The Turkish Journal of Pediatrics
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Patients with acute, fulminant form of SSPE
M. Özlem Hergüner, Şakir Altunbaşak, Vildan Baytok
Department of Pediatric Neurology, Çukurova University Faculty of Medicine, Adana, Turkey
|Hergüner MÖ, Altunbaşak Ş, Baytok V. Patients with acute,
fulminant form of SSPE. Turk J Pediatr 2007; 49: 422-425.|
Subacute sclerosing panencephalitis (SSPE) usually begins insidiously and
follows a subacute course with relentless but slow progression to death. In
recent years, however, patients with acute or fulminant course were reported.
In this article, we report on three patients (2 girls, 1 boy) with SSPE who
developed an acute and fulminant course.
Subacute sclerosing panencephalitis may be seen with more atypical symptoms
and more acute and fulminant courses due to various undetermined reasons.
Early diagnosis is very important for the effectiveness of treatment. Children
presenting with acute or subacute neurologic symptoms should be examined for
SSPE, especially if they have no risk factors for hereditary neurodegenerative/
neurometabolic diseases, and it is more important if those children were not
vaccinated or were infected with measles.
SSPE, acute-fulminant course, atypical findings.
|Subacute sclerosing panencephalitis (SSPE)
is a progressive inflammatory disease of the
central nervous system caused by a persistent
measles virus. It usually begins insidiously
and follows a subacute course with relentless
but slow progression to death. In the typical
course of the disease, further clinical stages
include stereotypic attacks (myoclonia/atonia),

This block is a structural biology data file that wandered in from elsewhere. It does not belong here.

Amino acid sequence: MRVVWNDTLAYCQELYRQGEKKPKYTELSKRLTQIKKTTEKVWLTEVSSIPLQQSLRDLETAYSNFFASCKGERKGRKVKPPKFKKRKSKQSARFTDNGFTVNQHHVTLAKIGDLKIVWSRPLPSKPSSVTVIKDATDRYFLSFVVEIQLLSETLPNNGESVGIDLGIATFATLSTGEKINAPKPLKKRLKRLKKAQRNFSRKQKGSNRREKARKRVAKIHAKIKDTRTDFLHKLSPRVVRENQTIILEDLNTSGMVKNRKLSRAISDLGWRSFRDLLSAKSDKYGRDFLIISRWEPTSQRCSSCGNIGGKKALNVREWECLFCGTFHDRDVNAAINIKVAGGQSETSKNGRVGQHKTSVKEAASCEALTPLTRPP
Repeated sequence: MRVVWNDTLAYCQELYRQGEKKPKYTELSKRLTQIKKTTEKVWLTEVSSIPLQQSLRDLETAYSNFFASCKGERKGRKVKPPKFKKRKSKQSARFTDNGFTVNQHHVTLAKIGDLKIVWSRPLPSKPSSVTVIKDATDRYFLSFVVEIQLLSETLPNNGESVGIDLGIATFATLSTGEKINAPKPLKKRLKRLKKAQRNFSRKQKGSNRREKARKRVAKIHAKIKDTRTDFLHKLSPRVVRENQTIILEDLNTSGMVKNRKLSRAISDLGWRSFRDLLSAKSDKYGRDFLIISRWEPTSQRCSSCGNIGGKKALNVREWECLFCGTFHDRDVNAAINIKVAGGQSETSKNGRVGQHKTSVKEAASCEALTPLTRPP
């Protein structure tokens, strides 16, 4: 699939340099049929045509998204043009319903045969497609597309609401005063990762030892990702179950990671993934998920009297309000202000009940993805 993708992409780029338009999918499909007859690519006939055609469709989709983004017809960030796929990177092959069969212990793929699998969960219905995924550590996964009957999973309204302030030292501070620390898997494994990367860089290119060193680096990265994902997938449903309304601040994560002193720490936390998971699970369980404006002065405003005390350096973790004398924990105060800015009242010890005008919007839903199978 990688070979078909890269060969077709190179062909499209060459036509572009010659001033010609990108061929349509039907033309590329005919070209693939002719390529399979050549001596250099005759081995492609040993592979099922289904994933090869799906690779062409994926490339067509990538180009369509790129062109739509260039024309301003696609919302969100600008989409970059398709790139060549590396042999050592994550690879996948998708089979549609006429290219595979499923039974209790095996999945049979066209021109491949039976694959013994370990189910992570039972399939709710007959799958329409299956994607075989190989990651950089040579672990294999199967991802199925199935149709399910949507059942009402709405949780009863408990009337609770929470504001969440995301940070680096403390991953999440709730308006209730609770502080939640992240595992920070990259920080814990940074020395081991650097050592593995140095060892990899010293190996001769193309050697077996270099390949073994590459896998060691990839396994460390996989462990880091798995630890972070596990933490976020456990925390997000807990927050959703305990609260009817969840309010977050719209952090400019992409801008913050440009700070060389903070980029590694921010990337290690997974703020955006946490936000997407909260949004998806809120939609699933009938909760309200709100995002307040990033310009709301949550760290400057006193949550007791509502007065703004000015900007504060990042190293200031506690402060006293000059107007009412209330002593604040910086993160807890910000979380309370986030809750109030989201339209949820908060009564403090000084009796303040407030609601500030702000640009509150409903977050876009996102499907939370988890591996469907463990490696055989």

worsening dementia, long tract involvement,
autonomic failure, mutism, and decerebrated,
decorticated rigidity. Clinically, SSPE has a
four-stage course over many months to two or
more years. However, in about 10% of patients,
clinical manifestations of SSPE were not typical,
and patients with acute or fulminant course
were reported[3-6]. Acute, fulminant course is
diagnosed as the patient develops at least
66% neurologic disability (as measured by the
neurologic disability index) in the first three
months or death within six months.|
Here, we report on three patients with SSPE
who developed an acute, fulminant course.
|Case Presentation |
A 14-year-old-girl was admitted with acute
dysarthria for the last four days. Her past
medical history was unremarkable. No record of measles immunization or infection was found.
She had been attending a school for normal
children and had received good results from an
examination a week previously. Family history
was negative for neurologic disorders.
Her mental and motor development and physical
examination were normal. During neurologic
examination, she was conscious. It was found
that she had dysarthria, auditory agnosia, and
also increased tonus on her left side. The rest of
the neurologic examination was found normal.
Blood biochemistry, metabolic screening, blood
lactic/pyruvic acid levels, and cerebral magnetic
resonance imaging (MRI) were normal. An
electroencephalogram (EEG) showed spike and
wave, and sharp wave paroxysms especially
on right frontal and central zones. Ten days
after admission, she presented head drop
attacks. Analysis of cerebrospinal fluid (CSF)
was performed. The biochemistry of CSF was
normal, but increased titers of anti-measles
antibodies in CSF were measured by enzymelinked
fluorescent assay (ELFA) as 1:320. She
was treated with intravenous immunoglobulin,
carbamazepine, isoprinosine (100 mg/kg/d)
plus subcutaneous beta-interferon 1a. Her
neurological disability index (NDI) deteriorated
from 13 to 62 in two months. She died at home
four months after her first symptoms.
A three-year-old girl presented with poor
coordination, inability to walk, and head
nodding for the last 15 days. Mental and motor
status was normal. In her medical records, there
was no data about immunization or infection
with measles. Family history was unremarkable,
except for parental consanguinity. Her physical
examination was also normal. During the
neurological examination, she was confused,
slowed in her responses. She had dysarthria
and cerebellar signs on her left side.
In laboratory examination, blood chemistry,
metabolic screening and cerebral MRI were
found normal. EEG showed suppressionburst
pattern. CSF biochemistry was normal;
however, anti-measles antibody titers in
CSF were elevated (1:320). She was put on
carbamazepine, isoprinosine and beta-interferon
1a therapy. In spite of treatment, her NDI